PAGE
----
All in all, Irnich comes up with 600 APIs that he would like to convert: “Then I would say that there is no service anymore that we no longer provide. So Unitymedia was able to implement a good quarter during the first project phase. However, the APIs that don’t cause much trouble also fall into this phase. The connection to Salesforce, for example, whose CRM Unitymedia also uses in the B2B environment. Mulesoft has been part of Salesforce since 2018. Mark Benioff’s company had the API hub cost 6.5 billion dollars. Sounds expensive. But it fits exactly into the concept of the Californians, who of course especially maintain Salesforce APIs from all the interfaces in the Mulesoft portfolio. “That was totally easy,” says Irnich, “it was done in minutes.”


The interfaces to the mainframe world are more difficult to rebuild. “We come from a time when the API was built in such a way that it made all the data available,” says Irnich. “But most of the time they don’t need the history of the last 12 years.” So the cable network operator is now tinkering with APIs that don’t make intergalactic requests – or if they do, then as rarely as possible. “How do I cache the mainframes so that they aren’t accessed all the time?” is Irnich’s core question, which he would also like to see depicted in a microservice: “I hope that the dream of service-oriented architecture will come true at some point.  The old approach of transferring the old systems and then shutting them down doesn’t seem to work.”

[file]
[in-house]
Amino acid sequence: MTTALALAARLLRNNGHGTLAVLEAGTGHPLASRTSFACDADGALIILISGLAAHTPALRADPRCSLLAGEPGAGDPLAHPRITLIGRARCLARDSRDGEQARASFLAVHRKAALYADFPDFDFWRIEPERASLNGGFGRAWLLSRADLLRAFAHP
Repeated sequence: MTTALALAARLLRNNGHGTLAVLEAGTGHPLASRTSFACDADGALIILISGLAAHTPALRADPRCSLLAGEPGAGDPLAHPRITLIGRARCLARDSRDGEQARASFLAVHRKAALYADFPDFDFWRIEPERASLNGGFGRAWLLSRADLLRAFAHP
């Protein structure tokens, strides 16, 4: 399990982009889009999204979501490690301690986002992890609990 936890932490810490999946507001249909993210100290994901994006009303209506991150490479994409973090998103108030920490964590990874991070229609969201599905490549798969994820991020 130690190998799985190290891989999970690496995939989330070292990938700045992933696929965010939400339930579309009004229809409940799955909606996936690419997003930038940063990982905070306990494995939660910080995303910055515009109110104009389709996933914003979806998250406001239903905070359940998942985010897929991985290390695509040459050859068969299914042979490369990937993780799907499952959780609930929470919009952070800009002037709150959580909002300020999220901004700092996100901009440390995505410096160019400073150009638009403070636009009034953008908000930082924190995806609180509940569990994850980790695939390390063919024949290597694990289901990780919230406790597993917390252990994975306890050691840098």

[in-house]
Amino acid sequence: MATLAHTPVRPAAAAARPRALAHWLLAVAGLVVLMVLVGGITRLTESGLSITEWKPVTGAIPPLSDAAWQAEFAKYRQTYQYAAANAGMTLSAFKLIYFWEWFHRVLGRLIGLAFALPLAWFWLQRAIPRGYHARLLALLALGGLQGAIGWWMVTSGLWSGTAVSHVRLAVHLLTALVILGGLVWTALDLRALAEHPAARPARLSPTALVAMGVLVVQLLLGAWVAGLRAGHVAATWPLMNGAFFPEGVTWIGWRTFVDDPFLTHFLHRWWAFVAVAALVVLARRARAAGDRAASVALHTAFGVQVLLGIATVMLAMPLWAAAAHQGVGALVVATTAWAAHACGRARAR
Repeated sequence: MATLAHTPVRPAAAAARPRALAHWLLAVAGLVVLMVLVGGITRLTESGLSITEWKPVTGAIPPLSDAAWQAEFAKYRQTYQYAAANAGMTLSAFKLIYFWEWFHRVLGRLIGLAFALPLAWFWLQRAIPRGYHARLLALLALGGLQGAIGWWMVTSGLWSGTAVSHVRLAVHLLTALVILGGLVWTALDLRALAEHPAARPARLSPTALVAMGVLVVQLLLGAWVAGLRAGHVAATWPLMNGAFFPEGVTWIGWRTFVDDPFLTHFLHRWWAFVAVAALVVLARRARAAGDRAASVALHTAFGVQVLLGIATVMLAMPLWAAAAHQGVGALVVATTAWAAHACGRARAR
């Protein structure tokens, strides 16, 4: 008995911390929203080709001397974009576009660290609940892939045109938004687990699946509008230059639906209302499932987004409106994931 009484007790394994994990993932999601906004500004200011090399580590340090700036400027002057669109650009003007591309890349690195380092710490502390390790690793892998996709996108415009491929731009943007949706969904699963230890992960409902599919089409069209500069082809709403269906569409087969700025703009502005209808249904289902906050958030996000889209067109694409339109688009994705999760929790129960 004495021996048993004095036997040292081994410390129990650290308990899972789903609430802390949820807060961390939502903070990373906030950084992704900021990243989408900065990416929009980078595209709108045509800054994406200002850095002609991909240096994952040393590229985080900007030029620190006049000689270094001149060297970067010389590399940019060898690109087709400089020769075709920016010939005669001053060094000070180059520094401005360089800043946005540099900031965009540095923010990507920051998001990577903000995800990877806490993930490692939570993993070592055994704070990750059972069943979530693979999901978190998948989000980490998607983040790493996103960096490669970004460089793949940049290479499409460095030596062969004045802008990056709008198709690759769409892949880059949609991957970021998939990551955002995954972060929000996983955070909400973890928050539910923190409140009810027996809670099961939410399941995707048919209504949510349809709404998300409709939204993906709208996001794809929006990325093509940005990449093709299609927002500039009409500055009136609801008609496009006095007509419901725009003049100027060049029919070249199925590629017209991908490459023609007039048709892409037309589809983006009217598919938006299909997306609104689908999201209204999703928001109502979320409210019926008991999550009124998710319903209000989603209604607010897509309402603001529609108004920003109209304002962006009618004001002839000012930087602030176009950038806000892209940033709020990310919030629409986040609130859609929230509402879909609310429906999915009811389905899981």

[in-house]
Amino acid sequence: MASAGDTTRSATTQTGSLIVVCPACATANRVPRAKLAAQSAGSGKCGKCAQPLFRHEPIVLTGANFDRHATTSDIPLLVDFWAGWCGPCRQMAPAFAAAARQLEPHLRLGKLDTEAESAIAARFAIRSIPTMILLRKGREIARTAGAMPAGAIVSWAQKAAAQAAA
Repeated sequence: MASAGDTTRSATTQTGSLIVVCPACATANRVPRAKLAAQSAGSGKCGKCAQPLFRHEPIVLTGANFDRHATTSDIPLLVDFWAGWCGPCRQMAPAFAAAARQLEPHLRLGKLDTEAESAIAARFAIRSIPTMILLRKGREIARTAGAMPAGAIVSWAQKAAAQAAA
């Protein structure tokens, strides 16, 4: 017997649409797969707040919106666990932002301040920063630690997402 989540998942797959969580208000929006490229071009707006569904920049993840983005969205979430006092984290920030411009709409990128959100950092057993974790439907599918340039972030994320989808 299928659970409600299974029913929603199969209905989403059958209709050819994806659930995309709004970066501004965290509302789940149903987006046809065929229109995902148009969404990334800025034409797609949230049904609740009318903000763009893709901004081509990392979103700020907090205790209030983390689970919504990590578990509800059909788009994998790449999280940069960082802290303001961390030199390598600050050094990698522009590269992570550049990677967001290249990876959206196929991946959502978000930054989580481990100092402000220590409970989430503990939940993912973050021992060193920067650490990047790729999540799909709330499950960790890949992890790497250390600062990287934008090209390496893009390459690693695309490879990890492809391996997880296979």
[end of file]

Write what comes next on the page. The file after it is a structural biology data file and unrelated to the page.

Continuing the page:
On the first of August, Unitymedia migrated its systems from previous owner Liberty to Vodafone. The API hub helped Vodafone connect faster, says Irnich. The “Unitymedia” brand will disappear in the medium term. And how does Irnich see the future of his API solution? “In ten years, we won’t be talking about code or API, but you’ll be pulling it off an optical website,” he explains: “I actually share the Gartner point of view: then the designers will be more important than the developers.


Turnover: 2.5 billion euros (2018)
Employees: 2700 (2019)
Industry sector: Cable Network Operators, Telecommunications, Media
Headquarters: Cologne
CEO: Hannes Ametsreiter
CIO: Ulrich Irnich
IT employees: 170